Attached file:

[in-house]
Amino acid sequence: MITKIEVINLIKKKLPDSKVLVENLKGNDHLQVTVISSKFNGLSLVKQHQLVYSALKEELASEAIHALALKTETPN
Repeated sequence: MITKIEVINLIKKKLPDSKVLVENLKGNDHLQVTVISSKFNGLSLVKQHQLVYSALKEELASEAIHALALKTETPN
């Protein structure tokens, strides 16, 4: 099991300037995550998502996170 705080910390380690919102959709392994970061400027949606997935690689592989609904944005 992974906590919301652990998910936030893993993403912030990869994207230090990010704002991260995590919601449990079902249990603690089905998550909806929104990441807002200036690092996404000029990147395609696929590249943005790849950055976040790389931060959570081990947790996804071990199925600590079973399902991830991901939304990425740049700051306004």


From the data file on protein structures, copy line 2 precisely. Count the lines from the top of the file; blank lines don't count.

Amino acid sequence: MITKIEVINLIKKKLPDSKVLVENLKGNDHLQVTVISSKFNGLSLVKQHQLVYSALKEELASEAIHALALKTETPN